Well Capri got to the computer first so I guess he wins.

It might help to understand that answer if you think of a tire for what it really is. Just a container of pressurized gas. It is the pressurized gas that supports the load.
Many time people do not understand what physical differences there may be in tires that appear to be the same except for their Load Range.
There are a number of tests tires must pass and the conditions of the tests are based on the Max load capacity at the appropriate pressure for that load.
These tests include the ability to stay seated on the wheel and another may measure a tire's ability to resist a tread puncture of a special 3/4" dia steel rod.
Sp lets assume we run a tire company and have a LR-D tire already in production and want to add a LR-E. We do the testing and discover our prototype which is based on the LR-D construction passes all the tests except maybe the tread puncture test. So the best thing for us to do in that case would be to increase the strength of the belts.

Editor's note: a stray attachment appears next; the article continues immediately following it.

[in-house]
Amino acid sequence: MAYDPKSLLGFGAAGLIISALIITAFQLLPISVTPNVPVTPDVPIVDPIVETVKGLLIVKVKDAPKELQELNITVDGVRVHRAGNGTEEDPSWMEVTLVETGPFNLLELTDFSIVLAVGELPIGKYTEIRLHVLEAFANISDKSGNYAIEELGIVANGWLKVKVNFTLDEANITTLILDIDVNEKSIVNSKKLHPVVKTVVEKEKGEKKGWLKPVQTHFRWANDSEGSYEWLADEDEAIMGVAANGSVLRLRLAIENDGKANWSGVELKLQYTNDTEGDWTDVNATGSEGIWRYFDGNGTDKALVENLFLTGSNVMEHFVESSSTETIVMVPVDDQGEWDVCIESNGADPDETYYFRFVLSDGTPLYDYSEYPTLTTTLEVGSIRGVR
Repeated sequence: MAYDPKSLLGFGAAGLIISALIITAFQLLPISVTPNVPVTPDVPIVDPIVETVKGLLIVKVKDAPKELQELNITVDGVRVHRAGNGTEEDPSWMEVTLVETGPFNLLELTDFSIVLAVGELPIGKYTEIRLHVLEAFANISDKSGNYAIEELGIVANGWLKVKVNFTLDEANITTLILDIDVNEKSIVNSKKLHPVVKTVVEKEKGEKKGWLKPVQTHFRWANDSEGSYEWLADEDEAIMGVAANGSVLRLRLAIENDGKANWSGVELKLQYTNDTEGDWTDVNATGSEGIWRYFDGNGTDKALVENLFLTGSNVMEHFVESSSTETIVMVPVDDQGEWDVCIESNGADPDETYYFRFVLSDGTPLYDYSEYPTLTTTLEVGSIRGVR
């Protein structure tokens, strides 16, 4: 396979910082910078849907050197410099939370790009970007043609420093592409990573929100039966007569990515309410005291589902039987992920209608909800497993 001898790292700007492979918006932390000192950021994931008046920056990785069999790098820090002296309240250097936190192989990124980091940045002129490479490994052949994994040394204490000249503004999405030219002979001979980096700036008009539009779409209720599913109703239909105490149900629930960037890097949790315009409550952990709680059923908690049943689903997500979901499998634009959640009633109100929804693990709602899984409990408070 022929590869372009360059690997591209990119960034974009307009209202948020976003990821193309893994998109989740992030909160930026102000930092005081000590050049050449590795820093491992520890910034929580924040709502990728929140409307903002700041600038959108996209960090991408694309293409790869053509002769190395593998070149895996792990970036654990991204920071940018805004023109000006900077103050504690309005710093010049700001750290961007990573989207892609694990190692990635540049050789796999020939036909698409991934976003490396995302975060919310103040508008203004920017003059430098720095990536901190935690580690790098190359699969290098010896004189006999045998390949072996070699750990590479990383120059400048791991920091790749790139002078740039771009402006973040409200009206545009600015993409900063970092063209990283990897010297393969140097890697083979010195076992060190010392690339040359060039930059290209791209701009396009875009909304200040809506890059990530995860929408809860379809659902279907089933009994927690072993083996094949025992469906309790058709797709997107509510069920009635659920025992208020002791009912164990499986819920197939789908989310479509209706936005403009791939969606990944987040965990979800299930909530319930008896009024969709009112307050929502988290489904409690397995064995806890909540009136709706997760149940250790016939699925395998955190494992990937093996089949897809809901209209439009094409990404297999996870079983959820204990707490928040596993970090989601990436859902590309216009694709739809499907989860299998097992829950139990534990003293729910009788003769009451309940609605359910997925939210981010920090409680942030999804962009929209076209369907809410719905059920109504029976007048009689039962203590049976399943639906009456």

If however our prototype passed all the tests except the bead test we would need to change the strength of the bead wire. The bead is the band of wire that retains the tire on the wheel.
So depending of test data a tire company will modify prototype constructions to provide the strength required to deliver satisfactory performance. These changes may be minor in some cases and major in others with no way to predict the changes or see them by simply looking at a tire.

Note the above are just two of the dozens of tests a tire must pass but I limited the number to make the answer easier to understand.
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Old 09-06-2015, 11:31 AM   #20
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I carry a 12 volt compressor but have never used it. I use a bicycle pump to add the occaisional couple of pounds - usually requires about 25-30 strokes per tire. I think of it as exercise doing push-ups and has the added benefit of amusing the neighbours.